Destination shops

A shop isn’t always just a shop, although most are merely a place of retail, here and there are shops that transcend the purely mercantile function of exchanging goods for money. Sometimes I come across shops that are something more. Either through a singular selection of goods, a design that is something beyond the norm, or maybe it’s the people behind it that elevate it. For whatever reason, they are the shops you make sure you visit if you are nearby, or even make the effort to travel to visit. They are the shops that have become destinations in their own right.

I’m no world authority in this respect, so the list that follows contains only the shops I have visited, either as a discovery of my own, or after having received a tip-off from someone that has been there before me.

I’ll provide just a brief summary on this page, follow the links if you’d like to read more. No doubt I will be adding to this list at opportune times as well, as I’m sure to unearth other gems.

So, just in time for you to plan your summer holidays, I provide you with my guide!

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Frans at Maritime & Antiques is a happy chap!

Copenhagen: Maritime & Antiques

Without a doubt the most singular and interesting shop in Copenhagen, providing a superb mix of maritime and shipping antiques, with a superb selection of menswear by Mister Freedom and Hansen Garments. The proprietor, Frans, is a friendly and chatty chap with an obvious passion for what his shop. Take note of the address though as it’s a little hard to find!

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How many pipes can you count on this photo from Wardrobe 19?

Copenhagen run-up: Wardrobe 19

Copenhagen is a fairly large city and there are other shops worth stopping by. One of these is Wardrobe 19, more of a hipster place with an interesting selection of quality brands, including their own. The website and shop share a fantastic design with a strange thing for pipes and moustaches.

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A busy day at Fein und Ripp!

Berlin: Fein und Ripp

Fein und Ripp is another one of those places that you could easily walk right by without noticing it. Situated in an old building in the hipster area of Berlin, it’s a father and son business with a clear focus on heritage clothing, either in the form of original deadstock or in modern reproductions. The shop itself is uniquely decorated in a vintage German style and the guys obviously love their jobs!

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Rugged interior design at DC4.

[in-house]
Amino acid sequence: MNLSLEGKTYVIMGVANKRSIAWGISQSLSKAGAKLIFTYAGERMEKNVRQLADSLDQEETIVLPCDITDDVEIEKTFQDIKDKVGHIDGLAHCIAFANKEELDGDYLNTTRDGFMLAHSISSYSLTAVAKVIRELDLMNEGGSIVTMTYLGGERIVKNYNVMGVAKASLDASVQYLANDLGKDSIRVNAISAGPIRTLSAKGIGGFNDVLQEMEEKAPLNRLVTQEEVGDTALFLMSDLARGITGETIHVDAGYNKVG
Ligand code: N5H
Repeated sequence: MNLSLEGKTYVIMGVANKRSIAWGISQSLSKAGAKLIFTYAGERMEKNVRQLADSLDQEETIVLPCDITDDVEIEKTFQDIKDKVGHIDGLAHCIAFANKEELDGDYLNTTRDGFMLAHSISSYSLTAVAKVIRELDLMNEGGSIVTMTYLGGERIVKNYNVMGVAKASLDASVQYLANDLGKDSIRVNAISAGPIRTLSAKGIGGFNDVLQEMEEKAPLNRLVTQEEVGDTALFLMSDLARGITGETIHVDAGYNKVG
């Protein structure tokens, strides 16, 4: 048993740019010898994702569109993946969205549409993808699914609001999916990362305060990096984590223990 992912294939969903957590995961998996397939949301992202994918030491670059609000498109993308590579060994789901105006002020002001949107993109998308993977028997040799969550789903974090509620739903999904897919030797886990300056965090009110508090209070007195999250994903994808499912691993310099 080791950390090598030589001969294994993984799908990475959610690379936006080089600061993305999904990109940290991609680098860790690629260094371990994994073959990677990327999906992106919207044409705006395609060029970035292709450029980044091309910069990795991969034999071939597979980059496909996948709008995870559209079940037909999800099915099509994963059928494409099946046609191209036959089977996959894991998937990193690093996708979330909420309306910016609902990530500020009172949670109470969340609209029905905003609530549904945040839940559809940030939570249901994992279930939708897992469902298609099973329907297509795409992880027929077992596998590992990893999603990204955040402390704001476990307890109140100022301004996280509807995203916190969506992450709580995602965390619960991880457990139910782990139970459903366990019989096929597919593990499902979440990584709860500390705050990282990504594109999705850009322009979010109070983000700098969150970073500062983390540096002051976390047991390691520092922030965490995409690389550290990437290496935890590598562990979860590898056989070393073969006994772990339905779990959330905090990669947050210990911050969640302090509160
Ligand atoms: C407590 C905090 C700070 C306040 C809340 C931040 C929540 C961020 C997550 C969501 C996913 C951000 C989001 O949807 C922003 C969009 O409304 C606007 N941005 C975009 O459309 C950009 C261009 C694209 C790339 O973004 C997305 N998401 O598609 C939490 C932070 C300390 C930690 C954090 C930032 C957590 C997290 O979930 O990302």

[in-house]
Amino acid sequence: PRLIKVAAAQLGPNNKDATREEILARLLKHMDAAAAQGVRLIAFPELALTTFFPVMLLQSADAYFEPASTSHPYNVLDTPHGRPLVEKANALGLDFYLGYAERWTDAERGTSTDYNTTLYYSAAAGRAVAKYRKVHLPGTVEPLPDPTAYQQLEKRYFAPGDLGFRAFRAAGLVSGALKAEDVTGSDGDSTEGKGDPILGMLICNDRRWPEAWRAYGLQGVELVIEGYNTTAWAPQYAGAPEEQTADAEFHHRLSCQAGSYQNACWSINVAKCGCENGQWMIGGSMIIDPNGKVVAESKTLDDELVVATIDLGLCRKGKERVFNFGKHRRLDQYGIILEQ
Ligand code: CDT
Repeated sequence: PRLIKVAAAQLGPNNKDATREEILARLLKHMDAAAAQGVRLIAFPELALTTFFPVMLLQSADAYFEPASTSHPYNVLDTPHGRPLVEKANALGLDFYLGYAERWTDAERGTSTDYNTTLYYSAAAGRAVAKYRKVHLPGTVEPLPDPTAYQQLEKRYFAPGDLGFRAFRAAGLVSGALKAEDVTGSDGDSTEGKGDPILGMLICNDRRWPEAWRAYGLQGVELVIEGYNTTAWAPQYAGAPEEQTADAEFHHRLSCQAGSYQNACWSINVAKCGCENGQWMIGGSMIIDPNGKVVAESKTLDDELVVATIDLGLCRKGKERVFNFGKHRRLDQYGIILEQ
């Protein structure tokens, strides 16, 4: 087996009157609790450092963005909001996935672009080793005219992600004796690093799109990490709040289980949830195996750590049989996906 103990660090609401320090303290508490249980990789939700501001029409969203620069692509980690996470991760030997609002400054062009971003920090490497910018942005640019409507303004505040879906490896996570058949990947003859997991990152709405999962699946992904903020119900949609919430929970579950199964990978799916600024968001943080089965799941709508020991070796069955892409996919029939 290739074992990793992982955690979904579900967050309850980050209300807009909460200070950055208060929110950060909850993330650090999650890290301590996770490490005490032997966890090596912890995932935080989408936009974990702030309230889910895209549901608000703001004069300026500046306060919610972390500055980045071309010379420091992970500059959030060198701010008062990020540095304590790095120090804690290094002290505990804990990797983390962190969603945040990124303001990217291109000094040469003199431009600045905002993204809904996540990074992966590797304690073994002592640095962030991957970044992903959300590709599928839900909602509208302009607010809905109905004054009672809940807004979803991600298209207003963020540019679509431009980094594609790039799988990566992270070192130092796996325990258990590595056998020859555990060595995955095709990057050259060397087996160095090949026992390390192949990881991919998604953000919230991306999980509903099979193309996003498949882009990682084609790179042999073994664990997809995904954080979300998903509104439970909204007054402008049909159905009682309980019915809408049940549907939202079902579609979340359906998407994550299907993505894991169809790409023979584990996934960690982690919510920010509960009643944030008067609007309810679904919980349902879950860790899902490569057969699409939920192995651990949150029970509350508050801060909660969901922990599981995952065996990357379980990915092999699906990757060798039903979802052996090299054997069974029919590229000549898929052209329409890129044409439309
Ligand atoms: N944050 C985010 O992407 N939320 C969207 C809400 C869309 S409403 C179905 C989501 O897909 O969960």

Berlin runner up 1: DC4

If you’re looking for hardcore Japanese denim in Berlin, DC4 is the place to be. Their selection is large and relevant, and hemming is available on-site.

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London: Rivet & Hide

Rivet & Hide have recently opened a proper shop, after testing the water for a while in the form of a visitable-by-appointment showroom. While they stock a huge selection of denim and related garments, the enthusiasm and dedication of the dynamic denim dealers Danny and Junior is infectious. And Junior is a master of hemming on the Union Special!

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The SEH Kelly workshop.

London: SEH Kelly

The smallest of tiny shops on this list is the SEH Kelly workshop in Shoreditch. In a back yard filled with small workshops the world HQ and only UK retail outlet of this fine menswear brand can be found. Possibly only 10 square meters in all, it’s the perfect example of a company run by the truly dedicated. Unless they’re out and about chasing up new makers on the British Isles, it may be open, and well worth a visit for an inspiring chat about how to make things properly.

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A flawless row of Edward Green at Skomaker Dagestad.

 

Oslo: Skomaker Dagestad

The only shop I can recommend visiting if you happen to find yourself in Oslo, and especially so if you’re in need of a new pair of really excellent shoes. Or even if you’d like to see what truly excellent shoes look and feel like, and receive a lesson in what makes them excellent. A rare opportunity and a select selection.

There will no doubt be more to come!

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